Huge pleasure in me introducing Natalie Derham-Weston
Those who take a close interest in this place (you poor, lost souls!) will have noticed from time to time me posting items that have been sent to me by Bob Derham. He and I first met when we were both based in Larnaca, Cyprus in the late 80’s/early 90’s and we have remained good and close friends ever since.
Natalie is Bob’s beautiful daughter and recently contacted me to ask if she might offer a guest post on her traveling experiences. Natalie has ambitions to be a travel writer and, as you are about to see, would make an excellent one.
So, that’s more than enough from me. Over to Natalie.
Travel Blog: Instalment 1: The Introduction
After having spent much time over the last few years travelling, I have arrived home and really feel at a slight loss. I miss so many aspects of the backpacking lifestyle and writing about it brings it all back so vividly. I have never blogged or publicly documented anything before. However, here goes…
I have always been extremely privileged in the department of exploring, having grown up with a pilot as my father. By 9 months old I was perched on his lap in the flight deck of a BAC 1-11 drinking milk and probably mumbling loudly, on my way to Spain.
Since then, things have only picked up. We have taken family holidays across Europe, America, the UAE and latterly I have completed some independent travel through South East Asia, India, Nepal, South America and Indonesia. I even spent time being schooled in South Africa in my early teens and despite the gruelling slog of their strict education system, we had a blast on a farm at the weekends in the Karoo, racing around on quad bikes and roaming the many acres of raw land they had there.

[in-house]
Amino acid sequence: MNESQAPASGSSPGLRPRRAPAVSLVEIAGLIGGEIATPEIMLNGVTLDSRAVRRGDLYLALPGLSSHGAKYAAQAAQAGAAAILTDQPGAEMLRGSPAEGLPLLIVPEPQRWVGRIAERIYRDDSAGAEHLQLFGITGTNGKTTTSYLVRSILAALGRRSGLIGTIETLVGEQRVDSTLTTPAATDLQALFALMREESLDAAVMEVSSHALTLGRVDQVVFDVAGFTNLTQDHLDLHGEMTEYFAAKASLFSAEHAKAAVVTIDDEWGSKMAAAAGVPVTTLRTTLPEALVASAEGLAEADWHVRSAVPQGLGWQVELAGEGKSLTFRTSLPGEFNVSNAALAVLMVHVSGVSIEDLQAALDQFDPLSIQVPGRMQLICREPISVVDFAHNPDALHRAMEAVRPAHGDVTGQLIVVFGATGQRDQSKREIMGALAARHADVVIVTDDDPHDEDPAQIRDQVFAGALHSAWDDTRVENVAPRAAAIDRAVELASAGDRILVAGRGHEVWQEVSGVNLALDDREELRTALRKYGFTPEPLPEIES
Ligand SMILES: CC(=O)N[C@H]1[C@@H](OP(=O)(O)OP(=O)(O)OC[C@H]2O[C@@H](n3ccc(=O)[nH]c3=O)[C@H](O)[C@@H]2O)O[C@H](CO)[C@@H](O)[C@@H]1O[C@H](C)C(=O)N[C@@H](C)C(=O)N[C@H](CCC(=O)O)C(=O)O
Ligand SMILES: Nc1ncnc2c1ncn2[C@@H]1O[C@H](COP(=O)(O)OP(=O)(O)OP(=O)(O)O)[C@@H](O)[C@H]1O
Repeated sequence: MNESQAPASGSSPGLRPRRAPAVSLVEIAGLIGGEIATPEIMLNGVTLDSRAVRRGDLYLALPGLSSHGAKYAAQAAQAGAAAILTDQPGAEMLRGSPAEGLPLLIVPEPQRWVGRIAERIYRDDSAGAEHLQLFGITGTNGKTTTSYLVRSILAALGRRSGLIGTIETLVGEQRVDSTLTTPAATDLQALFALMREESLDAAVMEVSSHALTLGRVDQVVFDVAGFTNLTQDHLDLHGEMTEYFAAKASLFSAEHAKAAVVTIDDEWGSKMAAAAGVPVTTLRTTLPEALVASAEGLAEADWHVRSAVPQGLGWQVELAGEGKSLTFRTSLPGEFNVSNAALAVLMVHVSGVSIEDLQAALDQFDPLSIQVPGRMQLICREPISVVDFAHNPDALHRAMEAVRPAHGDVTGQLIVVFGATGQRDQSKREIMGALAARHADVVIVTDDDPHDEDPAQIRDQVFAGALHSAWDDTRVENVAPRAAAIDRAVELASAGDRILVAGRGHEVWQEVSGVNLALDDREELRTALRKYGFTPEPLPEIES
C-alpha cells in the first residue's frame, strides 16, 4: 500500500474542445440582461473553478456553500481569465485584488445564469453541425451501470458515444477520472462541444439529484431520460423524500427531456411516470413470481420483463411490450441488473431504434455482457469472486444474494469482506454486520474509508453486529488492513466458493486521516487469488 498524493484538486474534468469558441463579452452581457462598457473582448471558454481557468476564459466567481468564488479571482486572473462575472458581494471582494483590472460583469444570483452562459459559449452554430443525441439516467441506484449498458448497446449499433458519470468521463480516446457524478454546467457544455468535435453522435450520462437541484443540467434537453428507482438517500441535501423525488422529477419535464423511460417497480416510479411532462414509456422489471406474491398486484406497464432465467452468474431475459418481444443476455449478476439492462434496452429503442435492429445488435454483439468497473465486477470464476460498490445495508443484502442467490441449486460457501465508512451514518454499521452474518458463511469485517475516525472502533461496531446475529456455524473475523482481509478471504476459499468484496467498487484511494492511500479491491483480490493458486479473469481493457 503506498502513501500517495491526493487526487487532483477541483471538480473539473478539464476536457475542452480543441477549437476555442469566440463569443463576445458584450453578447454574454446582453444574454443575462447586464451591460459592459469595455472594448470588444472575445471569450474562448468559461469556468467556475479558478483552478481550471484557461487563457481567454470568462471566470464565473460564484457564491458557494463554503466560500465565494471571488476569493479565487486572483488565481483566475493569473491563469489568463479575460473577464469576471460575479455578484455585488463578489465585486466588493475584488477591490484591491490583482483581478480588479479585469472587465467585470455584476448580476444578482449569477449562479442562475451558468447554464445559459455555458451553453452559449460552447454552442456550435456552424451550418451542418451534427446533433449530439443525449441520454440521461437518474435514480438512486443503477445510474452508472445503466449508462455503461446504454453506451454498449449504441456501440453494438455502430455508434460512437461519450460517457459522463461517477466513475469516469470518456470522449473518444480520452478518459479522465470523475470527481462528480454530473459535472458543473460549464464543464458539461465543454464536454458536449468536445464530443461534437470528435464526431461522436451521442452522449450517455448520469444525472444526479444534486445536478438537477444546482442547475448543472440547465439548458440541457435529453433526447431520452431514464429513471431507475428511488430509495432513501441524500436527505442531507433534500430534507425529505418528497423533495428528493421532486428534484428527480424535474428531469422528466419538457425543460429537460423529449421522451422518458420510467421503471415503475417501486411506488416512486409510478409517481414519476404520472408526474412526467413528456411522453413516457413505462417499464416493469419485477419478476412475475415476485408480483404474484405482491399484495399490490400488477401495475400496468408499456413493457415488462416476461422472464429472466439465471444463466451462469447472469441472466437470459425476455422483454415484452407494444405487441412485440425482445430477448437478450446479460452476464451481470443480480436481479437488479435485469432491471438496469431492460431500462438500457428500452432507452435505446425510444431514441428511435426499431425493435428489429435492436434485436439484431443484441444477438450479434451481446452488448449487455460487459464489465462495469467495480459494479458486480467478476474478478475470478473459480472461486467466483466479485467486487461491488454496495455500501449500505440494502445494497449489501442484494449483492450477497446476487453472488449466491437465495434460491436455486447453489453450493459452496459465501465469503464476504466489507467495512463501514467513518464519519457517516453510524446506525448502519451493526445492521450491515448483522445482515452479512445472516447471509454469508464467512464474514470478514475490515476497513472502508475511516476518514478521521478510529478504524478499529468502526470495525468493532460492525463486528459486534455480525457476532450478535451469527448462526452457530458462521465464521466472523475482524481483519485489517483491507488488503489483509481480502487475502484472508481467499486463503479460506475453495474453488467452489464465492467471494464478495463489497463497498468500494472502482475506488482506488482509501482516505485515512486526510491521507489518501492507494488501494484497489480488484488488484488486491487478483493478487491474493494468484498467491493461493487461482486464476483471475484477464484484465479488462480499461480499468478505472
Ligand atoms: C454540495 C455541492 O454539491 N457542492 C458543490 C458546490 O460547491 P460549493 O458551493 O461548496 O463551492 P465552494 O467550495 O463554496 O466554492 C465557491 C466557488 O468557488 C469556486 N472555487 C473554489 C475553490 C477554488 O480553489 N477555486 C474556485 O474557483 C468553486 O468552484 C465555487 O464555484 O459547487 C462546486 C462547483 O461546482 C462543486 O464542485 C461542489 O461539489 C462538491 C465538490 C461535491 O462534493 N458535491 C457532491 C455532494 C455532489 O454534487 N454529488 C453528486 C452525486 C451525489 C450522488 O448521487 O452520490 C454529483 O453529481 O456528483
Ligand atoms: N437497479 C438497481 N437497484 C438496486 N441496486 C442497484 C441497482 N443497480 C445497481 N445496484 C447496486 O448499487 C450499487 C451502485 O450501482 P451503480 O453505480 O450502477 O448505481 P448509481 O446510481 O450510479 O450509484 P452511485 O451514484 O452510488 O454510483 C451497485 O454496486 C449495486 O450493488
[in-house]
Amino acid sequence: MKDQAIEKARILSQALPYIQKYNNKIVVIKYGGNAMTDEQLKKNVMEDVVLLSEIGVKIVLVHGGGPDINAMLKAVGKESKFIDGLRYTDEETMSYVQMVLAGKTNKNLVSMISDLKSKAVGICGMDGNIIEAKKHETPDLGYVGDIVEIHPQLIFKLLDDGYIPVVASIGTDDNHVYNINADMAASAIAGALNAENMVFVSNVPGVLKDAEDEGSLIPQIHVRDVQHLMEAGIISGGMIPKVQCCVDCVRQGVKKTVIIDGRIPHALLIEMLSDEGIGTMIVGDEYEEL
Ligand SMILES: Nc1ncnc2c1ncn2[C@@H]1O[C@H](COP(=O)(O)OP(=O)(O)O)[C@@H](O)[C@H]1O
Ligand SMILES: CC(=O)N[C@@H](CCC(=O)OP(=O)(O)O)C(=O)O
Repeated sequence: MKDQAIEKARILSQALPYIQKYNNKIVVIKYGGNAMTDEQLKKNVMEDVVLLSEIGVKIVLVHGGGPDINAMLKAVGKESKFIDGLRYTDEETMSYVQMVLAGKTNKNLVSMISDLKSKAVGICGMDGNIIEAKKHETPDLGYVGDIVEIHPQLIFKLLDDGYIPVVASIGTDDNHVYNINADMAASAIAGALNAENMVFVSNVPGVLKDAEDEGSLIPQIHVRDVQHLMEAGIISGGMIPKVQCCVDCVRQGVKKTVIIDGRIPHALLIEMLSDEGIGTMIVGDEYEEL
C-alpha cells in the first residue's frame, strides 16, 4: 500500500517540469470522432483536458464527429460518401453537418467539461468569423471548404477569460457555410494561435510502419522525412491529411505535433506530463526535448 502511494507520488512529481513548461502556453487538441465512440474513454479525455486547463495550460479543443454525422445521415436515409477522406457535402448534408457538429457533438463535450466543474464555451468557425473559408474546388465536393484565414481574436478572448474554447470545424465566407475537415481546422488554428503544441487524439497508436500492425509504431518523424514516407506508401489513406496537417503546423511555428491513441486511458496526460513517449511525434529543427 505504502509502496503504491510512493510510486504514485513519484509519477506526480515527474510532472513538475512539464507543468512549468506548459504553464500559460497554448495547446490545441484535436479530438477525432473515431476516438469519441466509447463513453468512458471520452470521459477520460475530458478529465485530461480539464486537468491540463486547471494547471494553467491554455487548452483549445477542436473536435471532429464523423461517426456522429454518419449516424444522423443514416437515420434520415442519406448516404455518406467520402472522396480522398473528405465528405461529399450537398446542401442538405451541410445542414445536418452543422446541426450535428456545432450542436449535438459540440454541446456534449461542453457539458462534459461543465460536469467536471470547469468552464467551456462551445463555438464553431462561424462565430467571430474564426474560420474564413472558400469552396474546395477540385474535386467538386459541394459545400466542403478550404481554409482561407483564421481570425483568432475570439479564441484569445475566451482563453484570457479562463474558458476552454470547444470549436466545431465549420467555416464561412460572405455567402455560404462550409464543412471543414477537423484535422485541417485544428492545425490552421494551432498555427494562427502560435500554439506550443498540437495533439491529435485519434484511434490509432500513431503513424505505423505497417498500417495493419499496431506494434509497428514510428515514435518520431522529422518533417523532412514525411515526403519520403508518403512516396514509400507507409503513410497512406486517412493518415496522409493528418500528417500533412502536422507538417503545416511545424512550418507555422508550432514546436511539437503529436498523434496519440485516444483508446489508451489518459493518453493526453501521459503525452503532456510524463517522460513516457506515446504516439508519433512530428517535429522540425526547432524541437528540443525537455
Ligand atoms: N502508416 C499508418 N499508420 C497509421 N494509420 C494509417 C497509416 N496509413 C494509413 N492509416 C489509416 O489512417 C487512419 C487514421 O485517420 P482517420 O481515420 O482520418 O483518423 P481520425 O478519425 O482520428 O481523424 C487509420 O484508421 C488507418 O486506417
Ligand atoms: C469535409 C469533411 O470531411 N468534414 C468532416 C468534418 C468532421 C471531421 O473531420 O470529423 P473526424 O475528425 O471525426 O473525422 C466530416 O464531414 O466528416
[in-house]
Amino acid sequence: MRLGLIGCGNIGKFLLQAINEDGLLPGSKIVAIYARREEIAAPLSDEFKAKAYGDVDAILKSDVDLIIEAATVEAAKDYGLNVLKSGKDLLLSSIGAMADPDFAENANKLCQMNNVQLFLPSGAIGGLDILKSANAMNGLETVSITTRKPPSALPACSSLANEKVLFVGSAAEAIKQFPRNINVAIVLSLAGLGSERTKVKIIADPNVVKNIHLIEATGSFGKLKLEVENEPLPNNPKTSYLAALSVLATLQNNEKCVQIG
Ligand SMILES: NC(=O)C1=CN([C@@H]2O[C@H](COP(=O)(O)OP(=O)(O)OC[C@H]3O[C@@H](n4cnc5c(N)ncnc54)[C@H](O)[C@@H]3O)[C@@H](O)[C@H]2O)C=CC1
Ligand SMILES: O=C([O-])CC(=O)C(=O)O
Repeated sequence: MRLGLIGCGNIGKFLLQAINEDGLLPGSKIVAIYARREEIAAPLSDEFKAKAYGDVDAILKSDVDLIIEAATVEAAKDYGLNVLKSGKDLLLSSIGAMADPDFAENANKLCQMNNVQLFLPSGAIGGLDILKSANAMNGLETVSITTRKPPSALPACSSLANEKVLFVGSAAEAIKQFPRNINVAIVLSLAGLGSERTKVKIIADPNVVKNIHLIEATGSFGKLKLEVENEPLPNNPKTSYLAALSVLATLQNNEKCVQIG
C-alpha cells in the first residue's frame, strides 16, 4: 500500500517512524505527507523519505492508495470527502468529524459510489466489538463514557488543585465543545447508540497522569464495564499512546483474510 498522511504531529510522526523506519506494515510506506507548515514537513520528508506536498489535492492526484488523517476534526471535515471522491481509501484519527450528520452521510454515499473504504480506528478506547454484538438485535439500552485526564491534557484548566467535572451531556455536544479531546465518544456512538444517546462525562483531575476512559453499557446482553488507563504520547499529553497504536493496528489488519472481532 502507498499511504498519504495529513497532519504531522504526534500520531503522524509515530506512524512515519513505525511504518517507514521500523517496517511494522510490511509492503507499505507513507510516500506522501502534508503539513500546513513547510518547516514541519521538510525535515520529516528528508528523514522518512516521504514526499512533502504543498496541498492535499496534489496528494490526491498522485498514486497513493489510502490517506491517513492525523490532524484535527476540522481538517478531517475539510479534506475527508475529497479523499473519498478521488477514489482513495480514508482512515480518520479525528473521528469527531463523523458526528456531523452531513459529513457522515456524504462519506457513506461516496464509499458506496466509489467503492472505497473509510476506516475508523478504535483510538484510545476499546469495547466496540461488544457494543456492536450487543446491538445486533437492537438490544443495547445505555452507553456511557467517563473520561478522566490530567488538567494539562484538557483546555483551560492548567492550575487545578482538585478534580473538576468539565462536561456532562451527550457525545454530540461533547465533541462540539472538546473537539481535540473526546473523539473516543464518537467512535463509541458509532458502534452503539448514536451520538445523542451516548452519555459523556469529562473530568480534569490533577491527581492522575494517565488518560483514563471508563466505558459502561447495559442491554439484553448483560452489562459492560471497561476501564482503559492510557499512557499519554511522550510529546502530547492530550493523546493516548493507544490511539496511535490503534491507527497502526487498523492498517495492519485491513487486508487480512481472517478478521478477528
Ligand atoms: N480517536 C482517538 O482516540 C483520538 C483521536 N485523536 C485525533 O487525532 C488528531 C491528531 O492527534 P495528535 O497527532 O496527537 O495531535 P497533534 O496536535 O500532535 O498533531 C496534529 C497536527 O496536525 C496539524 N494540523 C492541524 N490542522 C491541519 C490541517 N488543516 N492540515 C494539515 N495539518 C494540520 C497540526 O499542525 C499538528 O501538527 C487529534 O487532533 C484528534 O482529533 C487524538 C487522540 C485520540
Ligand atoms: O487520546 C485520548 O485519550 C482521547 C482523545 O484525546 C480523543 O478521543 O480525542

My mother was an air hostess and my step mum a tours manager on the ocean liners. So I would presume this travelling bug I seem to have caught so ferociously has been somewhat inherited.
As part of my Dads job, he and my Mother used to live in Kenya for some time and I have grown up hearing stories of their escapades and have always been very open to the idea of other cultures and ways of life.
After 17 years of constant education and not confidently knowing which direction to take with my life, I decided backpacking around South East Asia would be a good stop gap. So this plan started to take shape, along with Hannah, my best friend from University. We began as most people do nowadays with some tentative Google searches and tried to create a clearer picture of where we should go and why. This is very difficult to gauge through a screen and since then I have taken this information with a generous pinch of salt. I do peruse the Lonely Planet books and like to have them as reference.
Regardless, we began to tally up costs, buy creams, tablets and lotions to cover every disease known to man and pay through the nose for a concoction of injections promised to keep us safe and which seemed to appease my Mother! I have to say both my parents have been exceedingly supportive every time I spring on them that I am fleeing the country and any responsibilities.
So, struggling under a bag almost as big as me, I met Hannah at Gatwick in March 2015, waved goodbye to Ma and Pa and we pranced off through security, eager to make a start.
We landed in Bangkok and convinced we would be living as cheaply as possible, which included transport, headed for some public transport system. Having vaguely fathomed the measure of the currency, Baht, we found a train to take us further into the depths of the area.
Our destination was Khao San Road, the tourist tapered high street. Our journey was broken into parts and we ended up on a street where we were accosted by a tuk tuk driver. Naively we accepted a lift. I have now learnt to agree on a fee before entering the vehicle!